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The Asahi Linux for Mac project has made some improvements, with the latest version adding initial support for M2 chips as well as the Mac Studio, along with Bluetooth.
A project to port Linux to Apple Silicon Macs, Asahi Linux released an update in July that includes a number of significant steps forward. Building on top of its existing work, its first change is that Mac Studio support is now included.
The team admits in a blog post that it wasn't "hard" to add support for the Mac Studio, but that it did require some changes to the project's boot loader and device trees. This was done in order to "handle the idea of one SoC with multiple dies," as in M1 Ultra.
Most features will work on a par with the Mac mini, the project blog claims, except that the front USB ports on the M1 Max version and USB Type-A ports on all models are not functional at this time. It is claimed the ports are blocked for the moment.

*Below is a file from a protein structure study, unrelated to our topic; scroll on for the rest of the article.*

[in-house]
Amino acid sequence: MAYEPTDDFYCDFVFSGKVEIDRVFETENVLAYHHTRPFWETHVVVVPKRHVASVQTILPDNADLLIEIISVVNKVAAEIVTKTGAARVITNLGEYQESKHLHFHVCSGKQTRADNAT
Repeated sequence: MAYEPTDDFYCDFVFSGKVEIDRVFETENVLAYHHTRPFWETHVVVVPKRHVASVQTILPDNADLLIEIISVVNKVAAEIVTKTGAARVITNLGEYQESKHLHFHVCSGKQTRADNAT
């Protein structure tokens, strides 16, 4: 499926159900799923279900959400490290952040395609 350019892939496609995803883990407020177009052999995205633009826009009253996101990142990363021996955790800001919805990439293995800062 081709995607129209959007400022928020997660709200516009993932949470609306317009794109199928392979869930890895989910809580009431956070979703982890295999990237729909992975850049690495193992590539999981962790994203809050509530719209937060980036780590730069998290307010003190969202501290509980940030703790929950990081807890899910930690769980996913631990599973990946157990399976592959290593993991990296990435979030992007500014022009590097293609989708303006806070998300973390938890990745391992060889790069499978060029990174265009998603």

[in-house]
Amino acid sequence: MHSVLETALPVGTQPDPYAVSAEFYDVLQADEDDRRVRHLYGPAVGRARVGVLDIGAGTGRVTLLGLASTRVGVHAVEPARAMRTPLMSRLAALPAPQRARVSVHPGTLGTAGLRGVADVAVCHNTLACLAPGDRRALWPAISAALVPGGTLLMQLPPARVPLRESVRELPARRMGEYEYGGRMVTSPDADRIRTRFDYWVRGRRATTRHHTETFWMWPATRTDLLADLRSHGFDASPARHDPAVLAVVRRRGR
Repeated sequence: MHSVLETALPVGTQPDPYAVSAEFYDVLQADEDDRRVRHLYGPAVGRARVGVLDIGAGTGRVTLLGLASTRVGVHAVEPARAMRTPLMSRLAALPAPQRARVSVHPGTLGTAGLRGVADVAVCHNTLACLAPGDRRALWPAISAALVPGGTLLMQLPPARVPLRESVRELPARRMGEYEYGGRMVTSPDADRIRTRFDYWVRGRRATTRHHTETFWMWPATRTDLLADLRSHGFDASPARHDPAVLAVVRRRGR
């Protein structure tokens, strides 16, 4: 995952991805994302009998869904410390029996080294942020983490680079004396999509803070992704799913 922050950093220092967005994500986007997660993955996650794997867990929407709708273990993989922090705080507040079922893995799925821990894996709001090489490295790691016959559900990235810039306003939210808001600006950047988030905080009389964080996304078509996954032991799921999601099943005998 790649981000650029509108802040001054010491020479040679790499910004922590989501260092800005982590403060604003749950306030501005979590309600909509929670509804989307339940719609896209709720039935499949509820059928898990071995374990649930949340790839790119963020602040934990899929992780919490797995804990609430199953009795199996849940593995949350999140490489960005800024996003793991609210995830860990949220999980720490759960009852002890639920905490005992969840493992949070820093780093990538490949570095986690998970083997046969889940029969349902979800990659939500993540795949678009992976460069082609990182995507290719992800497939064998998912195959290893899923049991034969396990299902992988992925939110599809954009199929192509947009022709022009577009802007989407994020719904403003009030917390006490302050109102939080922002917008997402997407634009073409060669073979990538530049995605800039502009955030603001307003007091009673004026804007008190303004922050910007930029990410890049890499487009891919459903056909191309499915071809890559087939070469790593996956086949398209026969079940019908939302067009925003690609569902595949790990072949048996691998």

Along with Mac Studio, the update also introduces Bluetooth support, which has been missing due to Apple using a "new bespoke PCIe interface that apparently no other vendor uses." Reverse-engineered by the team, a kernel driver was created, and was distributed to alpha users of the project.
It is warned that, while it works as expected, Bluetooth performance will be poor if the Mac is connected to a 2.4GHz Wi-Fi network. While the feature gets fixed, with a patch expected within weeks, it is recommended that Wi-Fi is turned off or that users use a 5GHz network if they wish to use Bluetooth at the same time.
For M2 support, the team believed that Apple's launch of new chips won't be as much of a hurdle to port to than the initial project's creation, and that most drivers should work unmodified. With M2's release and a "12-hour bring-up marathon," Linux was able to be booted with USB, NVMe, battery control and statistics, CPUfreq, Wi-Fi, and other elements.
Within days, keyboard and trackpad support was introduced, and it has now reached a stage that experimental M2 support has been announced.
In outlining other changes, the status update blog post includes a hint at its GPU work. After reverse-engineering the M1 GPU hardware interface, a prototype driver has been created that is "good enough to run real graphics applications and benchmarks."